Manet portrait saved for the nation after £8m campaign
Wednesday 08 August 2012
A portrait by French painter Edouard Manet has been saved for the nation after an eight-month campaign raised almost £8 million to buy it.
The oil painting, Portrait Of Mademoiselle Claus, was sold to a foreign buyer last year for £28.35 million but the Government put an export bar on it and under the terms of its sale it was made available to a British public institution for just over a quarter of its market value.
The campaign, which included donations from more than 1,000 members of the public, succeeded in raising the £7.83 million needed to buy it for its new home at the Ashmolean Museum in Oxford.
Public donations ranged from £1.50 to £10,000 and were added to £5.9 million from the Heritage Lottery Fund and £850,000 from The Art Fund.
Museum director Christopher Brown said: "The public's response to the campaign for the Manet has been overwhelming.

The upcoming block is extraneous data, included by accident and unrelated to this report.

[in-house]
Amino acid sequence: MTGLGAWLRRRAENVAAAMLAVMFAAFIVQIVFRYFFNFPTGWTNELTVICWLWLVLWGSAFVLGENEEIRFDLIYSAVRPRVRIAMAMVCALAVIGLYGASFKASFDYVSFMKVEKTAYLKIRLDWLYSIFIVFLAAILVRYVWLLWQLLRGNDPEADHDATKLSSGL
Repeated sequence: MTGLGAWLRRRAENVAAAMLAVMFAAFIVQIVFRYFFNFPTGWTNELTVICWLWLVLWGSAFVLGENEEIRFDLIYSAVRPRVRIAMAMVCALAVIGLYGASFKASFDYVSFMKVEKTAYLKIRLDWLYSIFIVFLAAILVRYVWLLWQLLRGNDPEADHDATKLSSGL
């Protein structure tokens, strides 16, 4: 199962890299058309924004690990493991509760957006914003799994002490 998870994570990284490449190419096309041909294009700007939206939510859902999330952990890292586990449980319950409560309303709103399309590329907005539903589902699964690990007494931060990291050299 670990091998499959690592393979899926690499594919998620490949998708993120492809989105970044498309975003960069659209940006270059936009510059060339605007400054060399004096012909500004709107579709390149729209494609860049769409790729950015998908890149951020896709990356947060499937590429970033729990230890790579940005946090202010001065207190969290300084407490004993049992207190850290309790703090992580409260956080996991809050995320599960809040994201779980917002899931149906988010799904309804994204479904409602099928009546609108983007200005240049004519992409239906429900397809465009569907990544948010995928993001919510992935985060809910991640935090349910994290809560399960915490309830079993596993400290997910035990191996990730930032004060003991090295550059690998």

"The museum is enormously grateful to the Heritage Lottery Fund, the Art Fund, other foundations and many individuals who contributed so generously and helped us save Manet for the public.
"To have succeeded in acquiring the portrait this year, when the UK is in the international spotlight, is something of which the museum and the entire country can be proud.
"This is one of the most important pictures of the 19th century, which has been in Britain since its sale following the artist's death in 1884. Its acquisition has transformed the Ashmolean's collection and has at a stroke made Oxford into a leading centre for the study of Impressionist painting."
The picture, which dates from 1868, is a portrait of musician Fanny Claus who was a friend of Manet's wife and is the first version of his work, The Balcony, which hangs in the Musee d'Orsay in Paris.
Manet, who died in 1883, is regarded as one of the founding fathers of modern art.
Culture Minister Ed Vaizey said he was "delighted" the painting would stay in the UK.
He said: "I congratulate the Ashmolean on their campaign and it's wonderful that Manet's painting will now be on public display where it can be enjoyed and appreciated by all."
The painting will be lent to a succession of museums and galleries in a nationwide tour next year.
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